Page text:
- using GRC as a strategic weapon
In the last stage, this is where you manage your business and you don’t just react to regulations, but react to influence outcomes, and achieve operation excellence.
What are companies’ built-in ERP software control options?
You have two options. Built-in controls is one. Then, if you’re trying to do the process pieces across multiple applications, or if you want controls that aren’t just limited to what’s built into one application, then you need to have a broader [approach], which is where something like the GRC becomes an opportunity.
Should companies, when instituting controls, revisit some basic ERP settings, to see what they might enable to meet requirements?
I wish it were that easy, because it would save a lot of pain. But … you have to remember that the people who recommended turning off something have moved on long ago. The ability to find a consulting organization that was willing to [trace the rationale behind current settings] would cost an unbearable amount, in many cases. Furthermore, doing that could damage the integrity of your existing business processes.
So if you want to implement a control, you need to know … [how to do that] in a way that doesn’t disrupt existing business processes.
How Virsa came about is, they did security controls consulting, and they realized everything [control-related] was so manual, so labor-intensive, that … there was a need to automate that process. And if you want to implement a control … you need to know … it won’t disrupt the business.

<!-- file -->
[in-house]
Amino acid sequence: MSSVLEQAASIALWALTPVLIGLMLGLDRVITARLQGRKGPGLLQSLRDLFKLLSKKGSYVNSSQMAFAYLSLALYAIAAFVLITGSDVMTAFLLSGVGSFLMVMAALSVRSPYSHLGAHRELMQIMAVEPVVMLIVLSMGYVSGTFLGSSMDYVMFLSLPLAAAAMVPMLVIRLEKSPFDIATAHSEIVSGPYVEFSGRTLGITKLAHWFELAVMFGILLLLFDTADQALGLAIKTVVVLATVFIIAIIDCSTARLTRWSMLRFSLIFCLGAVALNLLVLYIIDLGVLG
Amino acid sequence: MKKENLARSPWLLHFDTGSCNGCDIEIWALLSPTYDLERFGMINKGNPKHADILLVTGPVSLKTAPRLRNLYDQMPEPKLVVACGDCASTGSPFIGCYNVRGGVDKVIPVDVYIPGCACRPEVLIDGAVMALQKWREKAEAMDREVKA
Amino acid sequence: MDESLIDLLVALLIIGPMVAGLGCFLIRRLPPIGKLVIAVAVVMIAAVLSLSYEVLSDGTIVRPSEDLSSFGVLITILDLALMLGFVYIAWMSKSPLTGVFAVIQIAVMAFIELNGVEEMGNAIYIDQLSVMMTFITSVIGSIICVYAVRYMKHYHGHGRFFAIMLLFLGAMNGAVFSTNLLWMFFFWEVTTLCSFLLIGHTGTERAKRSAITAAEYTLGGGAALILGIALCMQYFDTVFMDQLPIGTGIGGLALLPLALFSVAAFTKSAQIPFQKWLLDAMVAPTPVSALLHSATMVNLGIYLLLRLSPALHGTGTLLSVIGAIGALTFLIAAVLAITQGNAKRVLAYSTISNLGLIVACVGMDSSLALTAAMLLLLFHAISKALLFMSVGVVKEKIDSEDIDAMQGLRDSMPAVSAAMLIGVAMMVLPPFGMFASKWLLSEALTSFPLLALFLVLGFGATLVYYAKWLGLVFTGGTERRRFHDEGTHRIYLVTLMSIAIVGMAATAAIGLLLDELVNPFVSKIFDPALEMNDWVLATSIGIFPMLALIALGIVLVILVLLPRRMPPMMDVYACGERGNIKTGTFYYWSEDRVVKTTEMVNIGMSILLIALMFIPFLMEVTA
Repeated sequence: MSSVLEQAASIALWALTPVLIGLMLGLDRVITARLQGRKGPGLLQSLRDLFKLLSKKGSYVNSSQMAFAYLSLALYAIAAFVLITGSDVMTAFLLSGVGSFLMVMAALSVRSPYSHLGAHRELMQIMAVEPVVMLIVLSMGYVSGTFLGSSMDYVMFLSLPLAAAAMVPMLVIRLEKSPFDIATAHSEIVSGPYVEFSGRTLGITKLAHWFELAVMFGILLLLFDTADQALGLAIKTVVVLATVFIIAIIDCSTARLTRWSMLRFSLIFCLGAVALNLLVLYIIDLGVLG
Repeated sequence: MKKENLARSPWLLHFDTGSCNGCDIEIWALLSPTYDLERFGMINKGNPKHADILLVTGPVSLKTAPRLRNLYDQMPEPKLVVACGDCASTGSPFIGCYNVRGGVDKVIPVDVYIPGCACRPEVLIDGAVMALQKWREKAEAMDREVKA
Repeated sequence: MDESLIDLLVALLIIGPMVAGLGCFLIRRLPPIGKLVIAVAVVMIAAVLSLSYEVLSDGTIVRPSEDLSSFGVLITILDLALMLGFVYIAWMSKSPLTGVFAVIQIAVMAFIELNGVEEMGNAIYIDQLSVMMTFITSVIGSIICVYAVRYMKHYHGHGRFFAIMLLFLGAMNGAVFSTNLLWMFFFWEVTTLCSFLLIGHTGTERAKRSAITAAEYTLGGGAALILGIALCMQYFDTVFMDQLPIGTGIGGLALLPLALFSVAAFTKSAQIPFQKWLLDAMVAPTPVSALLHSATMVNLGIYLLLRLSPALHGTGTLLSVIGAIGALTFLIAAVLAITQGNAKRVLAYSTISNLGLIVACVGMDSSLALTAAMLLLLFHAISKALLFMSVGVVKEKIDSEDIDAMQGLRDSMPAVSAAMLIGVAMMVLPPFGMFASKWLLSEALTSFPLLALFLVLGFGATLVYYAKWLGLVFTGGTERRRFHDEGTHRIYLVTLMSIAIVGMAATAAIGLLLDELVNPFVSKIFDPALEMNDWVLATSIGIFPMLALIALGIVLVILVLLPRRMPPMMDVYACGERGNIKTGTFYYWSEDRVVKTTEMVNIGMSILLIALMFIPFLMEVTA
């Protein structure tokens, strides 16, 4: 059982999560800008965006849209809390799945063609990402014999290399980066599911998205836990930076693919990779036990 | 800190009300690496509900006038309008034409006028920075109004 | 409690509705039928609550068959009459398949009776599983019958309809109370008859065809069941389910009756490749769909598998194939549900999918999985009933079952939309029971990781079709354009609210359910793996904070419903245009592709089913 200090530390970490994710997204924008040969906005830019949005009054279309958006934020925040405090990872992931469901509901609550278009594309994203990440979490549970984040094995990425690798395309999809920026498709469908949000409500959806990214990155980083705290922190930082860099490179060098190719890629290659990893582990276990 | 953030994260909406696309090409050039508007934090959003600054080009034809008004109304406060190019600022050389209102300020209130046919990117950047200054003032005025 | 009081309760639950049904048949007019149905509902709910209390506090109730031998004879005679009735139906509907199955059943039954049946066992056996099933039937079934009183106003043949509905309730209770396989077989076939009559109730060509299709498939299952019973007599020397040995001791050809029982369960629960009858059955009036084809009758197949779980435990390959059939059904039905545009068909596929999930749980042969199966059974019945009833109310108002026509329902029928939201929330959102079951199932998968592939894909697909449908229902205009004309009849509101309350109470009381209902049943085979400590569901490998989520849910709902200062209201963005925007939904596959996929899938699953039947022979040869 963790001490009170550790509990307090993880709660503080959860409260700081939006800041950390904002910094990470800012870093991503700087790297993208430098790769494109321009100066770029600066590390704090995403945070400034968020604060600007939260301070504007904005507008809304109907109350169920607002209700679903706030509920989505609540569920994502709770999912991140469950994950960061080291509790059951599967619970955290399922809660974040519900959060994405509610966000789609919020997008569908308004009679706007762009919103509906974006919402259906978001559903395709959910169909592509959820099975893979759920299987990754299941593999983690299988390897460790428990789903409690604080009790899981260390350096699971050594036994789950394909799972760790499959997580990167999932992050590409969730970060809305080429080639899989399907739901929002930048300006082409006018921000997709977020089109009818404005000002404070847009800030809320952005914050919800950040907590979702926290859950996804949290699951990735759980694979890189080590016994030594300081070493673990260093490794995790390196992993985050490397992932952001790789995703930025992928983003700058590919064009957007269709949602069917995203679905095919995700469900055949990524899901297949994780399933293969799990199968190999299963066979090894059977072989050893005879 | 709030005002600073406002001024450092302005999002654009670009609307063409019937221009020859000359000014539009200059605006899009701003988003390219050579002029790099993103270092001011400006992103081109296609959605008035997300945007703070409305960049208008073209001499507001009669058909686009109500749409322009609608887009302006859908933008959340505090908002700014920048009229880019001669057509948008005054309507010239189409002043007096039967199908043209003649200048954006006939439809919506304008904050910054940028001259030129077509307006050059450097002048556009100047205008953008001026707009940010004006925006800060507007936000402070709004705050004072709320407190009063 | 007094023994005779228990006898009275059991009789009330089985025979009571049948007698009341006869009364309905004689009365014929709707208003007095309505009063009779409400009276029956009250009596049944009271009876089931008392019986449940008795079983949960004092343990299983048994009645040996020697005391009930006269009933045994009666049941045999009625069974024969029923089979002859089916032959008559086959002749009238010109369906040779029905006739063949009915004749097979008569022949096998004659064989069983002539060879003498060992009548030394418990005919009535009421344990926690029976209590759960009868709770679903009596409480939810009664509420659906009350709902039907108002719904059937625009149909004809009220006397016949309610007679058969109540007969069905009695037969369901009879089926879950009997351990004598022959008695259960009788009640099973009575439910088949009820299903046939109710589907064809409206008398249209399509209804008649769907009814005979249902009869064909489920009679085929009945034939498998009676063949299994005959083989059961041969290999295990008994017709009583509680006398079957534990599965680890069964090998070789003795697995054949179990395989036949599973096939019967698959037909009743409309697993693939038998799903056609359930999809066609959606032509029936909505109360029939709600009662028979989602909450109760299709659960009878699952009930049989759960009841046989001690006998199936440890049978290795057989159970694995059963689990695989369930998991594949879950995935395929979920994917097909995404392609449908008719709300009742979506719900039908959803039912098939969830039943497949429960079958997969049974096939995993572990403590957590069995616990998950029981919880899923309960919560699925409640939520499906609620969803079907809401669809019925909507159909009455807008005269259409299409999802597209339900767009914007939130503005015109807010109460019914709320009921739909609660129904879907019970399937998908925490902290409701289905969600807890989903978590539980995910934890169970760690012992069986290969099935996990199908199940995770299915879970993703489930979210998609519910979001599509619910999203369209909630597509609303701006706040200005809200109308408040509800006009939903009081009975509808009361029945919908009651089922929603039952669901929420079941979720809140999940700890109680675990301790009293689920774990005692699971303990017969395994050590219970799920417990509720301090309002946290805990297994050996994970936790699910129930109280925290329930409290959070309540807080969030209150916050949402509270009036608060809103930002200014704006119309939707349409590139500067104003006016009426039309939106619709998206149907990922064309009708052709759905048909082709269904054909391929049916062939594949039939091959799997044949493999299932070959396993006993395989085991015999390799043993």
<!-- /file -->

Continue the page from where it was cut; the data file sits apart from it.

Why is control automation so difficult?
The complicated part is usually at the consultant part: at what point do I want to change any of the business processes so they become different? … That’s when you get into application remediation. Now, Virsa takes two to four weeks to get [up and running], whereas, conservatively, to take that system down and [alter it] might take three-plus months. …
Now, when you start to automate controls … there may be 20 key processes that you want to go after, and which [after an audit] you quickly have to hone in on and remediate. … How quickly you can use the controls that the consultant has recommended to you is how quickly the company becomes compliant.
At some point, I also think you’ll even see regulations that start to push at this, that … after your external audit, say there are 200 violations. It’s almost the issuance of the fix-it ticket that you want to see. …
Is that your recommendation for instituting controls and remediating applications—taking a trouble-ticket approach?
Yes, it’s our recommendation that, obviously, you find out what the 20 or 200—depending on the size of your organization—[violations are], because it’s not just about being compliant with regulations, but hopefully through fixing these processes, you become a better business.
The small example here is Basel II. … Simply put, it’s not about compliance. … [Really] it’s allowed banks to lower their capital reserves. … If they follow certain processes, they can decrease the amount they need to keep in their capital reserves, and that saves money.
So [regulations] aren’t just annoyances that you have to keep up with. These are massive strategic weapons you want to deploy because they make your business run more efficiently. … You’ll see more of that: the “let’s try to turn the business around and make all these regulations about revenue-generation and margin” improvements.
Mathew Schwartz is a Contributing Editor for Enterprise Systems and is its Security Strategies column, as well as being a long-time contributor to the company's print publications. Mr. Schwartz is also a security and technology freelance writer.